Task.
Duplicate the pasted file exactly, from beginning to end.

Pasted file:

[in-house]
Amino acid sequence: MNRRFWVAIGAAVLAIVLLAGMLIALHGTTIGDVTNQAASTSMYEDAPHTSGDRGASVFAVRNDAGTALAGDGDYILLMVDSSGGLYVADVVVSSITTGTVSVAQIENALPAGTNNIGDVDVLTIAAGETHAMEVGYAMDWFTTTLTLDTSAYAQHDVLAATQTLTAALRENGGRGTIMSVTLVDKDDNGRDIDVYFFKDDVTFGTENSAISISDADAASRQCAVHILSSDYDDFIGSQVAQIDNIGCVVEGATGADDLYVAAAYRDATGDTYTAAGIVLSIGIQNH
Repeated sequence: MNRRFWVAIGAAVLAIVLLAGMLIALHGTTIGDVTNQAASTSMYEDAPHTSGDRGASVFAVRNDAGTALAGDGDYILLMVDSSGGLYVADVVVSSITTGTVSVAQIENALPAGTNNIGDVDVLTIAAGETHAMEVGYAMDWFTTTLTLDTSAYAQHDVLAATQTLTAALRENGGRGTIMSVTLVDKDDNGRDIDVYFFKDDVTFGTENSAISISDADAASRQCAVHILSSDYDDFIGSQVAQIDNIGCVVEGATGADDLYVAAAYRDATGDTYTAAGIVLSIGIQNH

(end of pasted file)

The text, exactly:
[in-house]
Amino acid sequence: MNRRFWVAIGAAVLAIVLLAGMLIALHGTTIGDVTNQAASTSMYEDAPHTSGDRGASVFAVRNDAGTALAGDGDYILLMVDSSGGLYVADVVVSSITTGTVSVAQIENALPAGTNNIGDVDVLTIAAGETHAMEVGYAMDWFTTTLTLDTSAYAQHDVLAATQTLTAALRENGGRGTIMSVTLVDKDDNGRDIDVYFFKDDVTFGTENSAISISDADAASRQCAVHILSSDYDDFIGSQVAQIDNIGCVVEGATGADDLYVAAAYRDATGDTYTAAGIVLSIGIQNH
Repeated sequence: MNRRFWVAIGAAVLAIVLLAGMLIALHGTTIGDVTNQAASTSMYEDAPHTSGDRGASVFAVRNDAGTALAGDGDYILLMVDSSGGLYVADVVVSSITTGTVSVAQIENALPAGTNNIGDVDVLTIAAGETHAMEVGYAMDWFTTTLTLDTSAYAQHDVLAATQTLTAALRENGGRGTIMSVTLVDKDDNGRDIDVYFFKDDVTFGTENSAISISDADAASRQCAVHILSSDYDDFIGSQVAQIDNIGCVVEGATGADDLYVAAAYRDATGDTYTAAGIVLSIGIQNH